Karachi   ->   Sweden   ->   Karachi, again   ->   Dubai   ->   Bahrain   ->   Karachi, once more   ->   London and Leeds

Saturday, December 15, 2007

Programming MS Outlook

I always hate when I send somebody an email without a subject; and it happens too often with official emails when I am using MS Outlook.

There are various ways to program Outlook: Visual Studio Tools for Office (VSTO), COM Addins and Visual Basic for Applications (VBA). As far as VSTO is concerned, the idea of programming add-ins in C# or other .NET languages may seem fascinating but the requirements of a heavy runtime, as well as the idiosyncrasies of .NET framework versions (and frequent API changes) will cause you enough trouble to drop the idea.

Then we are left with COM Addins and Visual Basic for Applications. While the preferred way in terms of security and redistribution is COM Addins, VBA isn't bad either. Nevertheless, you need to understand Outlook object model, no matter what paradigm you adhere to. So, here is a very quick solution to trapping blank subject of outgoing emails using VBA. It isn't hard to convert the code to a compiled COM Addin.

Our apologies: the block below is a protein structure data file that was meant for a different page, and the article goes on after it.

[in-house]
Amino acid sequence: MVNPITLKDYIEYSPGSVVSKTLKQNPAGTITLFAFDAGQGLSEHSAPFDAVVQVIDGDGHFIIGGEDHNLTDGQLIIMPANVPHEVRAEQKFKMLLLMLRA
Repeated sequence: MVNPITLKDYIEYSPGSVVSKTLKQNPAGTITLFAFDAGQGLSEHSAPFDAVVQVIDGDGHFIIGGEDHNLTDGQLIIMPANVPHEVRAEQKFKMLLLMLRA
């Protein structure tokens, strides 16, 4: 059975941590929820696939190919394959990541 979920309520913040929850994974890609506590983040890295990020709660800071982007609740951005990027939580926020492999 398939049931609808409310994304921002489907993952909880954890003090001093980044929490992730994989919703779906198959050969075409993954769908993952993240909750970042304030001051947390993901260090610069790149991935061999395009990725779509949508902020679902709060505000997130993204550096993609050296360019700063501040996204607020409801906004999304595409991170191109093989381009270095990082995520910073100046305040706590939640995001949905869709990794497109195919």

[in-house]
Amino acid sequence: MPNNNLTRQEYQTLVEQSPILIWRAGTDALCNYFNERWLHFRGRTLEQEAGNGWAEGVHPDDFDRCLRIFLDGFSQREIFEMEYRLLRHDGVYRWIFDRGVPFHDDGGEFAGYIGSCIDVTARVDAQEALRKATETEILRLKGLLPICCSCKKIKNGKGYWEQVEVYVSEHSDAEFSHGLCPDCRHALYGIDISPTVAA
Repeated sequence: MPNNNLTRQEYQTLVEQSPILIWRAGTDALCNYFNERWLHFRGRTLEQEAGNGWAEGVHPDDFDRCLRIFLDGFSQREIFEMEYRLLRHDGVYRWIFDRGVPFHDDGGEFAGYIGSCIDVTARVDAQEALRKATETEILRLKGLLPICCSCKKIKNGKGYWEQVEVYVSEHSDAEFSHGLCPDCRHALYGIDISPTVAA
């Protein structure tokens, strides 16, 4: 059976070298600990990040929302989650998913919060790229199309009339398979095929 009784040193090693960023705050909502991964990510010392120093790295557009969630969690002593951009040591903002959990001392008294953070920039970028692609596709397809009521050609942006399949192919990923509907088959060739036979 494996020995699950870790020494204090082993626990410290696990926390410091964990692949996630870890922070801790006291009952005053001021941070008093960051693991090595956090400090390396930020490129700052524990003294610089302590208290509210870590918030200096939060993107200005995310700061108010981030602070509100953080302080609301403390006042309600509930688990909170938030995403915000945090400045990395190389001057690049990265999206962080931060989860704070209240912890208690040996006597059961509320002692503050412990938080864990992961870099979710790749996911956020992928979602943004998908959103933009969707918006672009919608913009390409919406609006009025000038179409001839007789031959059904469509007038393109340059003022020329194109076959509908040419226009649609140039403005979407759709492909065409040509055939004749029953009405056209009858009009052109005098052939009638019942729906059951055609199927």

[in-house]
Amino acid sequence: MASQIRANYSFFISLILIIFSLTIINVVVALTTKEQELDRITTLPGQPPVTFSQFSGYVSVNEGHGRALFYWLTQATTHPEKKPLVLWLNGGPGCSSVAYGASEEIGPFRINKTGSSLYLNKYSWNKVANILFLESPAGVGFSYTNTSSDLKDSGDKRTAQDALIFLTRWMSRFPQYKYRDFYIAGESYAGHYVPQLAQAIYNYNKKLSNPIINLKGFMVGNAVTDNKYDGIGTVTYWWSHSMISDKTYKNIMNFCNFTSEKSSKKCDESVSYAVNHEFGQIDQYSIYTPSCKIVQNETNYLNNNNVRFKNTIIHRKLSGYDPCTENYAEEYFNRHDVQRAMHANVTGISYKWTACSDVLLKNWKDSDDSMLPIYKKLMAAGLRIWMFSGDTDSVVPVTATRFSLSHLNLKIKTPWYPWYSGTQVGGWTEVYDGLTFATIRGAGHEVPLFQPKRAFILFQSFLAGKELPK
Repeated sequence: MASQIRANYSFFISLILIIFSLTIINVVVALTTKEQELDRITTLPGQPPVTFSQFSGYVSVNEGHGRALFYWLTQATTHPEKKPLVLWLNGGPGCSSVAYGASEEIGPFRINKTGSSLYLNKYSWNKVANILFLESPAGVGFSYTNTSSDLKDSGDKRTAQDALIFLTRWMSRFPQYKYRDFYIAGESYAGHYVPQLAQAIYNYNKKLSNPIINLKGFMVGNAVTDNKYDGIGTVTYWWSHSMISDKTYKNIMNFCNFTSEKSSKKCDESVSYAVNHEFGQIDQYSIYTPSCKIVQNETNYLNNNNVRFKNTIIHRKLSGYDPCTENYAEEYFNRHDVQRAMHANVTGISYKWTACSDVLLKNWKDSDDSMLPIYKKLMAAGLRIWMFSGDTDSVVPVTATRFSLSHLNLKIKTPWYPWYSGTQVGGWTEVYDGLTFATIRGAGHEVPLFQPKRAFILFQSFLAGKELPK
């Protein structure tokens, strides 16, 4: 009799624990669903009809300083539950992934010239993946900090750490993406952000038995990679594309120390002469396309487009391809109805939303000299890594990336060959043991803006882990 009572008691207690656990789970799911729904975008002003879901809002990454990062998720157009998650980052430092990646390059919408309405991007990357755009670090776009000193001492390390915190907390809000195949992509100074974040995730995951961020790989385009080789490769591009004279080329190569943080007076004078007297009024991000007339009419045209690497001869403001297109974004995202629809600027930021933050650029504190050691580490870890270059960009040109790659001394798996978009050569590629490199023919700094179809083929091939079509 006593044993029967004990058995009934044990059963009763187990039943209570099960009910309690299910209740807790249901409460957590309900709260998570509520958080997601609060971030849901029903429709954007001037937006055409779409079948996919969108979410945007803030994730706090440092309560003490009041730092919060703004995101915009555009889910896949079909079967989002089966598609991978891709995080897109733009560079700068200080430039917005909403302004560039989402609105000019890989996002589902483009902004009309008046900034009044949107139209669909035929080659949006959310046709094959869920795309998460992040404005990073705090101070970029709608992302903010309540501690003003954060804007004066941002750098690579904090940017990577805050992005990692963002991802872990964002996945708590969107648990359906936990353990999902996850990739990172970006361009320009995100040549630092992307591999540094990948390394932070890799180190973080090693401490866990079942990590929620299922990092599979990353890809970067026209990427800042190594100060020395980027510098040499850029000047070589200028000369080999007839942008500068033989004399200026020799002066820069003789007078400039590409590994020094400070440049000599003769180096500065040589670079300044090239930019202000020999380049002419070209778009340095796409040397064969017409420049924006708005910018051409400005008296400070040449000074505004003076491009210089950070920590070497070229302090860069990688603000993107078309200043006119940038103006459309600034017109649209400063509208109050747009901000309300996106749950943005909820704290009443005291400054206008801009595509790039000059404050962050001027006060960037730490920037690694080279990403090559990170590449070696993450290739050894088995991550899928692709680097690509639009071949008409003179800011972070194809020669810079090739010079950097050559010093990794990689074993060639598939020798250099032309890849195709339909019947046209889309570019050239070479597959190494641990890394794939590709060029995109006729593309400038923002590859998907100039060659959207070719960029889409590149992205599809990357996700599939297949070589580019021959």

Private Sub Application_ItemSend (ByVal Item As Object, 
Cancel As Boolean)
If (Not Item.Class = olMail) Then Exit Sub

If (Item.Subject = "") Then
answer = MsgBox("Do you want to send the message without entering a subject",
vbYesNo + vbSystemModal)
If (answer = vbNo) Then
Cancel = True
End If
End If
End Sub


Where to put in this code? Hit Alt-F11 in MS Outlook to open up the VBA editor, and copy n' paste this code. Make sure that you set the macro security to Medium so that Outlook asks you before enabling/ disabling a macro.


Programming Outlook 2007 by Ken Slovak from Wrox is a no nonsense book. If you have ever participated in the Outlook newsgroup, you already know who Ken Slovak is. You should get it if you want a head-start in Outlook programming. The only caveat is that the book discusses Outlook 2007, with very few lessons on programming older versions of the office application.